The IL-2 Sturmovik: Great Battles Series has a small but growing collection of paid Scripted Campaigns covering a variety of aircraft and battles. One major aircraft type has been left out so far and that’s the Fw190. But that is no more! Alexander =BlackSix= Timoshkov’s latest ‘Steel Birds’ campaign puts us into the thick of the action on the eastern front in the cockpit of the Fw190A-5 and this is my full review.
I worked with IL-2 Executive Producer Jason Williams as well as Alexander Timoshkov to build a promotional trailer for the Steel Birds campaign. It was great working with them and it did give me an early look at the campaign. As always, I like to disclose any potential or perceived conflict of interest. I can assure everyone that my thoughts on this campaign are purely my own.
The story so far
Steel Birds covers a short timeframe of April 14th to May 16th, 1943 on the eastern front in the Kuban region. It puts you as a flight lead for II./Sch.G 1, a fighter-bomber squadron that has recently converted onto Fw190A-5’s as a ground attack platform.
Many know the Fw190’s strengths as a fighter, however, on the eastern front the 190 was often used by the Schlachtgeschwader or fighter-bomber groups. Many of these converted from the Bf109E, Hs123 or Hs129 and their pilots were less trained as fighters as they were as attack pilots.
That’s exactly the role that you fill in Steel Birds and the diary of the pilot that BlackSix so expertly weaves into the fabric of each mission tells a story of a combat pilot who is coming to grips with his fighter vs fighter skills while having considerable experience with ground attack. I like the story and the divergence from the more typical ace pilot narrative.
Into the action
Steel Birds draws a lot on BlackSix’s past work and mission design philosophy. The campaign’s 15-missions are intended to be played out relatively quickly. There are short travel times to target, relatively fast action, and enough going on that you never really feel bored or like you’re waiting for something to happen. It’s also worth noting that at no point did I run into a broken trigger or a scenario where the mission couldn’t be completed.
The campaign’s fast action mirror’s the historical scenario on display. Historically, the Luftwaffe contingent at Anapa was kept very busy often flying several combat sorties a day supporting troops on the frontlines. That’s exactly how this campaign is setup and how it plays out.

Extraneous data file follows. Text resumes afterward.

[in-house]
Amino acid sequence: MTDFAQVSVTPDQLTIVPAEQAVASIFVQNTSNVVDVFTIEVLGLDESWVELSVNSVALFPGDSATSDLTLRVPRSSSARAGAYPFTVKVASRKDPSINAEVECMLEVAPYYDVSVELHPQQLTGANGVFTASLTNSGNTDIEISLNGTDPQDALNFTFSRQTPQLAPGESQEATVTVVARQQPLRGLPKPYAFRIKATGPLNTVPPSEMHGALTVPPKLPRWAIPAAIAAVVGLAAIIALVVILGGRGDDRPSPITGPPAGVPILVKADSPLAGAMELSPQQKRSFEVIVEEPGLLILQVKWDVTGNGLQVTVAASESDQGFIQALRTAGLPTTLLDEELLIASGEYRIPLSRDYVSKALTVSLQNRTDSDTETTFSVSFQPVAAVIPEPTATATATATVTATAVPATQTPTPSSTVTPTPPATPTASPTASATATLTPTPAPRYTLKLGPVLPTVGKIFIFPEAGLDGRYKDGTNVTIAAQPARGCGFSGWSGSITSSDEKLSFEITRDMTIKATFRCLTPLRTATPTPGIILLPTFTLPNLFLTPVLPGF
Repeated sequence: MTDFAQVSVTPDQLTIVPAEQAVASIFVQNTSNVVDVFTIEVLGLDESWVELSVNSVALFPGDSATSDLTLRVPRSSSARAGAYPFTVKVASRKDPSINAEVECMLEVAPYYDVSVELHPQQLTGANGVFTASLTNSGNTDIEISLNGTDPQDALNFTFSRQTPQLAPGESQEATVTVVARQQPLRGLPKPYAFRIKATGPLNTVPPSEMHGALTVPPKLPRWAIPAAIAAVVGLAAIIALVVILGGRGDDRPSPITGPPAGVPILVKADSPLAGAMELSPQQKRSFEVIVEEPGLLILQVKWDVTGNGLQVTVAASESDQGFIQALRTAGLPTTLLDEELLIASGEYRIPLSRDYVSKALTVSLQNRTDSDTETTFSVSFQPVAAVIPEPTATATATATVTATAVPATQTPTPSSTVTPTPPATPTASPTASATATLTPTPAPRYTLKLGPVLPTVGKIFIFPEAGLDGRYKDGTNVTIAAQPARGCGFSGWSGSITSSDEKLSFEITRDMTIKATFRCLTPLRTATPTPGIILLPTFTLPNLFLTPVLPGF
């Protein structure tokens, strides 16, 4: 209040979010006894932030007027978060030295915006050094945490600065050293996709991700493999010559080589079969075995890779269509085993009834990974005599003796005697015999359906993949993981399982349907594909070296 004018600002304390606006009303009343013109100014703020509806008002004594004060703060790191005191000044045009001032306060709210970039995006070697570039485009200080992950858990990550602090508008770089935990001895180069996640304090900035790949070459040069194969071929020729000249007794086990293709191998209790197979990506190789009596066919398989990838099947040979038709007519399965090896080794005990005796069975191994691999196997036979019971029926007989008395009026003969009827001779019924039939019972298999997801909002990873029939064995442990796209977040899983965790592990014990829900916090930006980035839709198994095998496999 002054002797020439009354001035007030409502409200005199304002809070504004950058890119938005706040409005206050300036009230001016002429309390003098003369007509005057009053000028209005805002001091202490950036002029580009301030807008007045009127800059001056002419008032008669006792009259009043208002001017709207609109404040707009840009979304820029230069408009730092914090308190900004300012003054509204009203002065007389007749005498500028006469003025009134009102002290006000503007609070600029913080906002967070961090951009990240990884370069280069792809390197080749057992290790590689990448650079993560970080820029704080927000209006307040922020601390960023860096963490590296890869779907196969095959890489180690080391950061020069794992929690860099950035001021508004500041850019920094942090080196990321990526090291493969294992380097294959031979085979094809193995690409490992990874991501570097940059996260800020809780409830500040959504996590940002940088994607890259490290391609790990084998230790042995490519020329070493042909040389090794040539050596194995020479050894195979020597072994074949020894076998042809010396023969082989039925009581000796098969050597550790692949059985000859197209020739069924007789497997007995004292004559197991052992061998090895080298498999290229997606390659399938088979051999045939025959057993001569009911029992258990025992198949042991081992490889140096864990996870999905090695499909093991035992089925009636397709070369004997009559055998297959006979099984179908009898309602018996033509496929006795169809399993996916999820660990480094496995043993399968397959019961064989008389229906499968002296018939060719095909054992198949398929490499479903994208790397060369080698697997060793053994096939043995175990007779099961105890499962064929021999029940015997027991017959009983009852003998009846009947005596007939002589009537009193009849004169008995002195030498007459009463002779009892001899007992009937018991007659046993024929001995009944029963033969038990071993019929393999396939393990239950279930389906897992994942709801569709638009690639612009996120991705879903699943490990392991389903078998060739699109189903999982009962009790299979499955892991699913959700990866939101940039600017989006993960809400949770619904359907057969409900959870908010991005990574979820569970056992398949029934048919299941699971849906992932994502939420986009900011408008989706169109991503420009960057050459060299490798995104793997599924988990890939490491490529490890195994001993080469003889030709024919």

Action is thick as BlackSix layers in plenty of aircraft, ground fire, artillery, and vehicles into each mission. If you’ve played Ice Ring, his previous campaign release, you should have a good sense of just how much detail is put into each mission.
There are friendly and enemy flights of aircraft featuring fighters, bombers, and attack aircraft. Sometimes they are just dots in the distance doing battle with each other and sometimes they directly affect your mission. There’s plenty of opportunity to fly the Fw190 in the fighter role even if the mission briefing says ground-attack.
Of course you will be doing ground attack and the missions vary from destroying artillery along the coast to blunting an armored offensive to strafing vehicle convoys on the backroads to airfield attack at the crack of dawn. You’ll also use a mix of armaments including the standard single SC250 loadout as well as four SC50 bombs on a rack slung under the aircraft.
A bit heavy on the ole PC
My only complaint with all of this action going on is that I’m starting to feel the age of my six year old PC. A little bit anyways.
BlackSix has done exemplary work to streamline the missions and make them run smoothly despite the intense amount of action going on within each mission. To be fair to the work he’s done, the missions run well considering all of that.
That said, I do occasionally see that “time dilation” effect where things start to happen in slow motion during the most hectic of battles. Recording track files during your campaign missions exacerbate this so I’d avoid recording tracks unless you have the CPU overhead to spare.
In most cases, however, these issues happened only rarely. It’s worth noting if your PC is older that some of the action may prove a little too intense but I know most newer systems should handle it just fine.
Steel Birds offers another fantastic set of missions under the steady hand of mission maker Alexander =BlackSix= Timoshkov. The campaigns 15-missions are well researched, work flawlessly, and are fun to fly with each offering its own unique flavour.
For many who don’t always have a long time available to them to invest in a single mission, Steel Birds offers a really good experience that keeps you going and getting into action without it feeling overly contrived. The missions are just as historically based as they are fast and fun. While some may prefer a long range mission and the ability to really sink your teeth into a single objective, I suspect others will enjoy this style of faster paced action. I certainly did!
With a good combination of attack and air-combat mixed together, Steel Birds features the Fw190 in a unique light and in an interesting set of scenarios over the Great Battles series’ best map. This campaign is once again an easy recommendation for people looking for a fun single player scripted campaign experience.
As I mentioned at the top, I was happy to once again feature the excellent work of Alexander =BlackSix= Timoshkov mission making in a promotional campaign trailer. The trailer itself involved capturing hundreds of clips and dozens of hours of creative process to bring it together. Just as the campaign itself features short and sharp missions with plenty of action, I also tried to do the same with the trailer conveying the action across the campaign’s missions.
Who doesn’t love some screenshots? Here are just over a dozen screenshots captured during some of the more dramatic moments flying through the Steel Birds campaign.